How The “Strong” Dollar Is Crushing The Economy, Causing the Highest Trade Deficit Since 2008

from Grams Gold At first, the news sounds great: The dollar is currently stronger than more other currencies But what are the implications for our economy? In recent months, the rising value of the dollar has been a talking point in the mainstream media, with the reasons often cited for its supposed strength including claims of a recovering economy and effective fiscal policy. However, those of us with any kind of a finger on the pulse of the economy know that the only reason that the dollar is considered “strong” is because it’s currently the best of a bad lot.

The trade deficit jumped $15.5 billion, or 43%, to $51.4 billion, highest since October 2008. The dollar is currently at a level that makes American businesses uncompetitive on both the global and local stage. To add fuel to the fire, companies deriving revenue abroad are seeing their profits diminished due to the foreign exchange rates.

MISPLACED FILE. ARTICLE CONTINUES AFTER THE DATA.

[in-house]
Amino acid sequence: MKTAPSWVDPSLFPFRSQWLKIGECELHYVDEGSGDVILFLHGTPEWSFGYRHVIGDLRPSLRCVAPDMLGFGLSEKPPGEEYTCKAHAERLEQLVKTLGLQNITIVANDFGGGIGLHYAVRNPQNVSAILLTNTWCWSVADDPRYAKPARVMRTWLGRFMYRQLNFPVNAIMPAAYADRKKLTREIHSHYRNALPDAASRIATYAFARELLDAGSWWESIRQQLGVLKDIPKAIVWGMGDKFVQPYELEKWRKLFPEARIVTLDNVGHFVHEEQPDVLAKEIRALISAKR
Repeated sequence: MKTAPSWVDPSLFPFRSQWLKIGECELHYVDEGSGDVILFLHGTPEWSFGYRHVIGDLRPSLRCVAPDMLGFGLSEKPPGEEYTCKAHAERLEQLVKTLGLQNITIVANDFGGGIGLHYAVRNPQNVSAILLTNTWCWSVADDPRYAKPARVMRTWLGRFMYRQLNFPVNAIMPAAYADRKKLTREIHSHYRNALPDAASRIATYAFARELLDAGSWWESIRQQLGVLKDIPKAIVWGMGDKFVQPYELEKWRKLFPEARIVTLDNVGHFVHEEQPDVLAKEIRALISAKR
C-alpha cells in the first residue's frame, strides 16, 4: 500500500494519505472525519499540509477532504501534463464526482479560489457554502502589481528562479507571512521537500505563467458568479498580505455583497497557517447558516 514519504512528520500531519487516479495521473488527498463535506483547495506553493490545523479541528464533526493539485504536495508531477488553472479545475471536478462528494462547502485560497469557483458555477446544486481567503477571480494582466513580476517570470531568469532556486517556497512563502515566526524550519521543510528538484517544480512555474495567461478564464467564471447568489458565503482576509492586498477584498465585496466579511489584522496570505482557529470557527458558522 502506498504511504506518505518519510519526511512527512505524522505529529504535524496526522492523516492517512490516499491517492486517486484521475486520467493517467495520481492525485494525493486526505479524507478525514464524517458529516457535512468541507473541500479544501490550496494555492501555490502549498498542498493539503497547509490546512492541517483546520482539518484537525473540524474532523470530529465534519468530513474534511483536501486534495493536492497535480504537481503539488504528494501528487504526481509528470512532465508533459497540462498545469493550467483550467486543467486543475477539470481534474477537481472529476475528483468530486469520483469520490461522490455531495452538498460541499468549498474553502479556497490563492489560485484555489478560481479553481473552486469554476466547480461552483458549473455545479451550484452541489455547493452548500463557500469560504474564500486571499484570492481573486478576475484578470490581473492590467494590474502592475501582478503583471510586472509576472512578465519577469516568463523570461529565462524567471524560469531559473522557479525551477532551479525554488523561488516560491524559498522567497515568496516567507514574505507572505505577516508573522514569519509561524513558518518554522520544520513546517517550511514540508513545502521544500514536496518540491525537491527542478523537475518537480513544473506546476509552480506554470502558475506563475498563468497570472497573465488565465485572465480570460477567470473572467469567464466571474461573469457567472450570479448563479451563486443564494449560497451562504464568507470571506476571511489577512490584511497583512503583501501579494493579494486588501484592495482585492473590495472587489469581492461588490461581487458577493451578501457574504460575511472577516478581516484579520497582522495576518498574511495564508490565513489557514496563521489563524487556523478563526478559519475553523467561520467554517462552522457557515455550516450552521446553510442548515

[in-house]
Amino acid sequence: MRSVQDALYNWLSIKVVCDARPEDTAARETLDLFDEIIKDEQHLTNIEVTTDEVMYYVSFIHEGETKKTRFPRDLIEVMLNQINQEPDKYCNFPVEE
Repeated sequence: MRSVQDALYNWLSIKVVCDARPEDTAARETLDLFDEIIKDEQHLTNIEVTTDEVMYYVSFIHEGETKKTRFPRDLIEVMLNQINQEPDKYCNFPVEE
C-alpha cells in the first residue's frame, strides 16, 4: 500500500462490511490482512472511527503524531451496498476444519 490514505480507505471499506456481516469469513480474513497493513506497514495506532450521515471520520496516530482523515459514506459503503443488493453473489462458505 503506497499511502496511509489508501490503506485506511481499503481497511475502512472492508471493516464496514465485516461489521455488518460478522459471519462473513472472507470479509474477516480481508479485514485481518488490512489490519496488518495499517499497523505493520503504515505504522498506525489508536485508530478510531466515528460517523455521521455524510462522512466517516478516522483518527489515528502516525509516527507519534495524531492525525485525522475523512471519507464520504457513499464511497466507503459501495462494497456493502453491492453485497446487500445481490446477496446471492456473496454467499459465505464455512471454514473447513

To put it in plain terms, our currency is no better than the cleanest dirty shirt in the laundry. Consider some of those “dirtier shirts”…

Europe is facing increasing instability, with nations like Greece experiencing revolutionary change politically, the ECB recently announcing its €1.1 trillion ($1.28 trillion) plan of Quantitative Easing until (at least) the end of Q3 next year and Russia facing a ruble crisis, which has been spurred on by plummeting oil prices and economic sanctions. And in Asia, the Bank of Japan has been injecting 80 trillion yen ($723.4 billion) into the economy each year to fend off deflation.

Picture Source: As a result of these manipulations by central banks all over the world, amazingly, the dollar is actually seen as a safe haven these days, as it offers relative stability compared to other currencies. But if you’ve been following the news we publish each week, you know the U.S. dollar is currently anything but a long-term safe haven. Continue Reading>>>

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